Gaelic Grounds
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Gaelic Grounds
LIT Gaelic Grounds[1]
LIT Páirc na nGael
LocationEnnis Road, Limerick, County Limerick, V94 CF77, Ireland
Coordinates52°40?12.50?N 8°39?15.10?W / 52.6701389°N 8.6541944°W / 52.6701389; -8.6541944Coordinates: 52°40?12.50?N 8°39?15.10?W / 52.6701389°N 8.6541944°W / 52.6701389; -8.6541944
Public transitLimerick Colbert Railway Station
Northtown Shopping Centre Bus Stop
Ennis Road Bus Stop
OwnerLimerick GAA
Capacity
  • Former: 49,866[2]
  • Current: 44,023
Field size137 m × 82 m (449 ft × 269 ft)
Construction
Opened1928
Renovated2004

LIT Gaelic Grounds or LIT Páirc na nGael[3] is the principal GAA stadium in the Irish city of Limerick, home to the Limerick hurling and football teams. It has a capacity of 44,023.[]

History

October 9, 1926 saw first steps taken towards creating the Limerick Gaelic Grounds as a GAA stadium of note. A farm containing 12 acres (4.9 ha) was purchased at Coolraine on the Ennis Road for development as a sporting grounds. Two years later the new grounds officially opened with two junior hurling games. The first big effort to raise funds for the development of the grounds was in 1932, with the establishment of a development committee, whose remit was to level the pitch, providing sideline seating and erect a boundary wall. The 1950s saw crowds of up to 50,000 attending games in the grounds. 1958 saw a new stand being built at Páirc na nGael - it was the Old Hogan Stand from Croke Park. A record paid attendance of 61,174 witnessed the Munster hurling final between Cork and Tipperary at the stadium in 1961 and it is estimated that another 10,000 spectators piled in without paying after the gates were broken down.

In 1979, a major decision was taken to update the grounds completely. It took three years before plans were drawn up for a new stand and in 1986, planning permission was granted by Limerick Corporation for the Mick Mackey Stand. The updated stand was completed in 1988, just in time for the Munster hurling final. In 2004, the biggest rejuvenation of the stadium was completed with the opening of the new uncovered 12,000 seater Angela's Ashes stand along with two new terraces behind both goals at a cost of EUR12 million. The current capacity of the Gaelic Grounds is 49,866.[2]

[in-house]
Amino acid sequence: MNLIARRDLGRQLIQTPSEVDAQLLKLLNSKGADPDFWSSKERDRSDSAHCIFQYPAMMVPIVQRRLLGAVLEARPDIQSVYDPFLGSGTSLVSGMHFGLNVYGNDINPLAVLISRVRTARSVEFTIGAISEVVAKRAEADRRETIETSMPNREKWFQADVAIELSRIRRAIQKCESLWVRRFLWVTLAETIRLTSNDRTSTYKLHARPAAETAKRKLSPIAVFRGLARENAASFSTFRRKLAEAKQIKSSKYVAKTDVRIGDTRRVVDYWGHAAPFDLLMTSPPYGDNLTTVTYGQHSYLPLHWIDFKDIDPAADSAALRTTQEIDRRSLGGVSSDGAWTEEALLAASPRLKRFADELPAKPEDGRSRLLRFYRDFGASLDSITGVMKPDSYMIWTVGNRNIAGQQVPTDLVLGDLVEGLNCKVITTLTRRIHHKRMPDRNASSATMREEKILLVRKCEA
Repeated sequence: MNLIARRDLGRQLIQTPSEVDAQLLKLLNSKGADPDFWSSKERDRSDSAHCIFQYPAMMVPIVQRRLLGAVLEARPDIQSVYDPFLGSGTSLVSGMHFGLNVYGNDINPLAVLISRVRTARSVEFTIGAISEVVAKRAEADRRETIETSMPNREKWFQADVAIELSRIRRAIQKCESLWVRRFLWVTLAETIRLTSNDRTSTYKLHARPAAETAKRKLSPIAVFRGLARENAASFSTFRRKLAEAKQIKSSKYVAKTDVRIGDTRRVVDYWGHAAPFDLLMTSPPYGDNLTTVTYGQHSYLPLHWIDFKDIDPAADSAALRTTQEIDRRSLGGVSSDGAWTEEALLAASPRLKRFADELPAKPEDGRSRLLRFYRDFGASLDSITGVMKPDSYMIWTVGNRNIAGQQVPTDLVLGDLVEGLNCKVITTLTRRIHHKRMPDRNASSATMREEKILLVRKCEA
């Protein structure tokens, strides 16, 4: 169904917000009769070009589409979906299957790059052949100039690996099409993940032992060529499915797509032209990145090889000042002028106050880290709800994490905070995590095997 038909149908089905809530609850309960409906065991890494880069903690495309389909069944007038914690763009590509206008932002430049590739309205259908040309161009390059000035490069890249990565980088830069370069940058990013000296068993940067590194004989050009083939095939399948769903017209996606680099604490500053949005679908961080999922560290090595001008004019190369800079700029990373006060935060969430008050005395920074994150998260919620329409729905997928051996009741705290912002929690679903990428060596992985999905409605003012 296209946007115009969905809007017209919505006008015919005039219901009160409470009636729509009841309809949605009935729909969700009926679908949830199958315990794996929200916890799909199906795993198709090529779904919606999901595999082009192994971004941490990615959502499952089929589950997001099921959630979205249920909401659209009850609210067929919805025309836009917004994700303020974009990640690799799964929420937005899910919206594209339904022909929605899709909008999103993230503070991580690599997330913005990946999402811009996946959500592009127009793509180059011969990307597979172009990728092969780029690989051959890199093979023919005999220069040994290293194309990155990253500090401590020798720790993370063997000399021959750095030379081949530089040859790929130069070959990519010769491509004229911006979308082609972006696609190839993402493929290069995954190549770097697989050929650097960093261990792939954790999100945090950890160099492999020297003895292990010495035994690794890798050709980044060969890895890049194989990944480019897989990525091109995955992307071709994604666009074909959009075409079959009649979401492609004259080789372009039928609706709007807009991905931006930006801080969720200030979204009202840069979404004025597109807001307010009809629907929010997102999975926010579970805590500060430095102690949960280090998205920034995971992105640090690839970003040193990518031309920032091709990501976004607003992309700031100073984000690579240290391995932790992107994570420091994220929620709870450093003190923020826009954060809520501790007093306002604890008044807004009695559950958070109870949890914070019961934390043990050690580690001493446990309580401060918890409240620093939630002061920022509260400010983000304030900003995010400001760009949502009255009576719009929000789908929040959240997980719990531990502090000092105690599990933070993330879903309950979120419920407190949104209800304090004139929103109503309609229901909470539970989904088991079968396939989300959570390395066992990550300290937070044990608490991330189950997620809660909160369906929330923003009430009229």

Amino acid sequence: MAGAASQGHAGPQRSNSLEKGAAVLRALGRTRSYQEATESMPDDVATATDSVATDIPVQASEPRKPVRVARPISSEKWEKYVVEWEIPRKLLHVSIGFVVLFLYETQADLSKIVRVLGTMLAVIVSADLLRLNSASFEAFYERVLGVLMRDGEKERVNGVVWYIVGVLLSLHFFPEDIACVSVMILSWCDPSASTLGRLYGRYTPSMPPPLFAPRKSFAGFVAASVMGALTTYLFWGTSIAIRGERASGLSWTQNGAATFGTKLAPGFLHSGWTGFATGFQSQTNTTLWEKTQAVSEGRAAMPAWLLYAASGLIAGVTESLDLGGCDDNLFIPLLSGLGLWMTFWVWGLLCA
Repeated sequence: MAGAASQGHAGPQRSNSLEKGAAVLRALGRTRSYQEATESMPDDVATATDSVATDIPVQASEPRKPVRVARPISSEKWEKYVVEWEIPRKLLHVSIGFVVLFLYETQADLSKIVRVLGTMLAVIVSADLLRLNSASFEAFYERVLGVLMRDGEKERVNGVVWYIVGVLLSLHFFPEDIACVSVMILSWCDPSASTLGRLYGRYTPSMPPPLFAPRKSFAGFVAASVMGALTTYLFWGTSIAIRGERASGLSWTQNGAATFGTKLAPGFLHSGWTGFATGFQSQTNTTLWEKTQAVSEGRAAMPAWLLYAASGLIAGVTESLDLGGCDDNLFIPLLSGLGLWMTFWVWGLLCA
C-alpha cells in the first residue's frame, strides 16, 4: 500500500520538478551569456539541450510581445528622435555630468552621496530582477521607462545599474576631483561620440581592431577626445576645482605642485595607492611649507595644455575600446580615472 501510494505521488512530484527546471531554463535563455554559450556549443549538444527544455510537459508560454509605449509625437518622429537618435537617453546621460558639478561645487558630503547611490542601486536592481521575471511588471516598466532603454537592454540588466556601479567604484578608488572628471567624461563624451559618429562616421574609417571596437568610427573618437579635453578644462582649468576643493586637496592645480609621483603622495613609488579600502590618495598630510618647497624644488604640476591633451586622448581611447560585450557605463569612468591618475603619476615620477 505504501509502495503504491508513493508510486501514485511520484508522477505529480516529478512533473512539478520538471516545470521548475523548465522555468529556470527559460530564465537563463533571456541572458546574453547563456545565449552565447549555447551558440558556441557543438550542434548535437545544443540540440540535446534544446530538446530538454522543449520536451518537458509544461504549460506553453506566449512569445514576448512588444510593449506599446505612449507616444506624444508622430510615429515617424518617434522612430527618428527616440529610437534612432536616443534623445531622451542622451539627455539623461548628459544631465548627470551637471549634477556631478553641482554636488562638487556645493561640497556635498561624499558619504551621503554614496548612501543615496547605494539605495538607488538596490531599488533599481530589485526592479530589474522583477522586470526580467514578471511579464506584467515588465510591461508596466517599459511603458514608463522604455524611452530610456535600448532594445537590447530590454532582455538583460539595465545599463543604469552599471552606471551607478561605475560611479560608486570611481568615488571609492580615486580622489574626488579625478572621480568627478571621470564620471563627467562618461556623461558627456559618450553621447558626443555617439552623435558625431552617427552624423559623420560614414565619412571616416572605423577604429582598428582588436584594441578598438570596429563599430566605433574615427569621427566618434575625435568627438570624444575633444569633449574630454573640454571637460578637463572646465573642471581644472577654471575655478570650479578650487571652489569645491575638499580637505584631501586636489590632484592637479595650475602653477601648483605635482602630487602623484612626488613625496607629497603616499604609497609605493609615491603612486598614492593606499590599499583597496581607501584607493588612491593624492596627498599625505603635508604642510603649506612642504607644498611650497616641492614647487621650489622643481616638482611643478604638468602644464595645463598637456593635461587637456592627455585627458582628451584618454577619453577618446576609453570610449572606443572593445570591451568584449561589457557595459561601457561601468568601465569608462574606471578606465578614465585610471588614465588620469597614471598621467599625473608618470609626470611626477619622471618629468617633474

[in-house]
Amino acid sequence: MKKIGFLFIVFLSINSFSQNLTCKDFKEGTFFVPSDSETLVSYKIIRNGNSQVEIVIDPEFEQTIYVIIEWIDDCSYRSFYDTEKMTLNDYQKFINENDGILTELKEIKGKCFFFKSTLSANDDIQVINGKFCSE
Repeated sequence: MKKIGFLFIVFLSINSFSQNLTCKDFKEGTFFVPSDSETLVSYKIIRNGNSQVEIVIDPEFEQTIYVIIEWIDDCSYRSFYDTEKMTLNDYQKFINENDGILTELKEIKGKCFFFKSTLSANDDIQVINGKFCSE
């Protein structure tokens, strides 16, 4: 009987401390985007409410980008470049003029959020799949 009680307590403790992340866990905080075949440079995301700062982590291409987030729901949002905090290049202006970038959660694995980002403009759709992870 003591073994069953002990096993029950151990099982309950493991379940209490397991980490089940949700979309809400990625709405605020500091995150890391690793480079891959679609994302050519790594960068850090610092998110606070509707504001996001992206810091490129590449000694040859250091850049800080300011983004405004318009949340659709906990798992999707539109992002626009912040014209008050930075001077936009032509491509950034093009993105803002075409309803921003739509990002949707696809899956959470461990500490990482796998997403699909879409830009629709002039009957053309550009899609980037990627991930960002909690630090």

The stadium has also hosted a game in the International Rules Series between Australia and Ireland. The hybrid game was played outside Croke Park for only the second time on Irish soil, with Pearse Stadium in Galway the other previous host. In 2014, the stadium played host to the All Ireland SFC semi-final replay between Mayo and Kerry, the first time in over thirty years a semi final of the SFC has been played outside Croke Park

In 2019, Limerick GAA and Limerick Institute of Technology (LIT) entered a major partnership agreement,[4] the first of its kind in Ireland, which included the renaming of the stadium as LIT Gaelic Grounds. The partnership included elements such as a scholarship scheme, student internships and shared facilities.

During the COVID-19 pandemic, Gaelic Grounds was used as a drive-through test centre.[5]

College football

LIT Gaelic Grounds has hosted two American college football games, called the Wild Geese Classic. The first Wild Geese Classic was in 1991 between Fordham and Holy Cross for the Ram-Crusader Cup.

Date Winner Score Loser Attendance
November 16, 1991 Holy Cross 24-19 Fordham 12,000
October 9, 1993 UMass 36-14 Rhode Island 5,124

See also

References

  1. ^ "Lit Gaelic Grounds". Limerick GAA LIT Gaelic Grounds. Limerick GAA.
  2. ^ a b "Limerick". Munster GAA. Archived from the original on 23 February 2014. Retrieved 2014.
  3. ^ "Archived copy". Archived from the original on 2015-04-18. Retrieved .CS1 maint: archived copy as title (link)
  4. ^ "New dawn for Limerick GAA as LIT Gaelic Grounds name change becomes official". Limerick Leader. Limerick Leader. Retrieved 2019.
  5. ^ Reinhardt, Cian (20 March 2020). "LIT Gaelic Grounds to become site COVID-19 drive-thru testing site". Limerick Post. Retrieved 2020.

External links


  This article uses material from the Wikipedia page available here. It is released under the Creative Commons Attribution-Share-Alike License 3.0.

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